I switched the left and right click buttons on the Joystick, so right click is nearest to me (using it left handed) on the few occasions I need that one.
I use iCal and Stickies now as memory aids more, as handwriting notes is getting more difficult; I used to spend half the time trying to remember where I had left the note! I only used Firefox before but I'm liking the new Safari and the ability to see websites in picture form to click on and select as obviously they are bigger and easier to hit than a small line in a sidebar.
In the future I hope to see an affordable eye gaze system that will work on Mac, just in case I need one! Failing that I would hope to be able to use an Headmouse Extreme on a Mac Modbook for portability, to mount on an electric wheelchair and use as a hands free communication aid with both Keystrokes and Proloquo on it.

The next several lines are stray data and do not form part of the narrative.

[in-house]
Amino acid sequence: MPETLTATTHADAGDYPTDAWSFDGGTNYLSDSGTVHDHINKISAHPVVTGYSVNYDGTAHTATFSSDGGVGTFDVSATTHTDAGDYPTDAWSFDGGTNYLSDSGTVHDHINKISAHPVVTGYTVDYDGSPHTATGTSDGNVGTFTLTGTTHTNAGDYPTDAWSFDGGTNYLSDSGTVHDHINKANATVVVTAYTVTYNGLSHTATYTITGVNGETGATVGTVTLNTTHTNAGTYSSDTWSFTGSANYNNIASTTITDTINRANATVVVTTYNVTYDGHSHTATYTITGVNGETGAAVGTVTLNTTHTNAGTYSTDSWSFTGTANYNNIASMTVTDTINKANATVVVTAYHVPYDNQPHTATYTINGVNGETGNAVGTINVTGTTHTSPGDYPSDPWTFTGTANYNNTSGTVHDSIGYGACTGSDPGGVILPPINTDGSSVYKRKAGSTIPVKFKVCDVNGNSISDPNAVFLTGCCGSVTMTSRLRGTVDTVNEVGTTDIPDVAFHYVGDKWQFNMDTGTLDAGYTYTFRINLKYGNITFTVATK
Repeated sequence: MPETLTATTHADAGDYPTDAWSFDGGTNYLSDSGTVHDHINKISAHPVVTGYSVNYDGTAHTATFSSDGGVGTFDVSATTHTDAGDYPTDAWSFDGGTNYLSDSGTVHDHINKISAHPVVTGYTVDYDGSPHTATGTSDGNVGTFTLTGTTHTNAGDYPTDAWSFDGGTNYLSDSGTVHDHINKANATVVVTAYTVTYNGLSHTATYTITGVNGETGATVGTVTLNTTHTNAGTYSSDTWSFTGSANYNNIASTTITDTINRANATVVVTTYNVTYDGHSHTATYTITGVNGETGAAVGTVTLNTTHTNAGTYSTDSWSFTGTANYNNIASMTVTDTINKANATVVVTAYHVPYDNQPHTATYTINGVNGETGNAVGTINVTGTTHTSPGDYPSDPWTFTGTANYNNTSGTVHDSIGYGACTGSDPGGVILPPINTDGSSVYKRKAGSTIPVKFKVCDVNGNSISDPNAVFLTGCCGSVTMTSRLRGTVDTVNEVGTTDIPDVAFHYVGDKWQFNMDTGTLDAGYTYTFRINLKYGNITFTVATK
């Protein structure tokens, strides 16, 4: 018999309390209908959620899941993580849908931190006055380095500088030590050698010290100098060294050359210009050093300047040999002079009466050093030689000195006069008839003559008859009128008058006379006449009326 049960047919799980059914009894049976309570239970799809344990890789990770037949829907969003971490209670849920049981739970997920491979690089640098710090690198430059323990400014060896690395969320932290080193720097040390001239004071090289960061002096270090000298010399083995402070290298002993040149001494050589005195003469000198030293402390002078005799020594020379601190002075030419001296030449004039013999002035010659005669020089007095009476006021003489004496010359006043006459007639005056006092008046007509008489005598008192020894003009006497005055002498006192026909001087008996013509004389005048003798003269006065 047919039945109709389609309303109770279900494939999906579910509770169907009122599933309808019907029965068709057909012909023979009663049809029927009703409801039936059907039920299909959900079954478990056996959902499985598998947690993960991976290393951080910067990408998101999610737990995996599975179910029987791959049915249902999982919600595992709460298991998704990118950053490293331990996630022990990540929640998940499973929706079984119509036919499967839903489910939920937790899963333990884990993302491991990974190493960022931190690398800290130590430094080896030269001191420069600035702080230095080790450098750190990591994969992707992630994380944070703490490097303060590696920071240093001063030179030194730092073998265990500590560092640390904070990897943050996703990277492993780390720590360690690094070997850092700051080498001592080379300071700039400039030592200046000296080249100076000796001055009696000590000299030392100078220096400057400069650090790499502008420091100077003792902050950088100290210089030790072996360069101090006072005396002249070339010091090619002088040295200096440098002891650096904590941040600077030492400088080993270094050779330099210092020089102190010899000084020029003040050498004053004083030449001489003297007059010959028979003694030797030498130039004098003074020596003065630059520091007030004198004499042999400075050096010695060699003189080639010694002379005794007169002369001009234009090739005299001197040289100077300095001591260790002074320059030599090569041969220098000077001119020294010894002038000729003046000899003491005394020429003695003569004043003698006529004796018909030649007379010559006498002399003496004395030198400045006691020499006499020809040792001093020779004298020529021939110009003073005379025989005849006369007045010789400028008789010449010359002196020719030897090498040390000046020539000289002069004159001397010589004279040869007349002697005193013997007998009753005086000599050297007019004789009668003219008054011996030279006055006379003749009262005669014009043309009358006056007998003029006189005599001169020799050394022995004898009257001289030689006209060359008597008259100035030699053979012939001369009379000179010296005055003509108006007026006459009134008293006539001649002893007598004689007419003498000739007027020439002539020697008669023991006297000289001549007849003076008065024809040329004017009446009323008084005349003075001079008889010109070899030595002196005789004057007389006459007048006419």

I would like Typetalk software to be compatible in future, as at the moment its windows only and I would like to be able to use Typetalk to make calls on my mac without adding Windows to it, for when I couldn't manage typing on my Minicom textphone. I can't hear/speak well enough to use a normal telephone by voice.
I'd also like to see smiley emoticons in apple mail! - please take note any Apple persons reading this! :)
I'm quite creative when I can find the energy and enjoy the challenge of setting up my own communication panels using Proloquo and KeyStrokes. I couldn't find this level of ability with Windows software. I think they are excellent programs as they offer some keyboards/panels to get you started while you learn the program but also give you the ability to completely design your own from scratch.
[Ed: You can also read Kati's personal blog on the Living With Ataxia website.]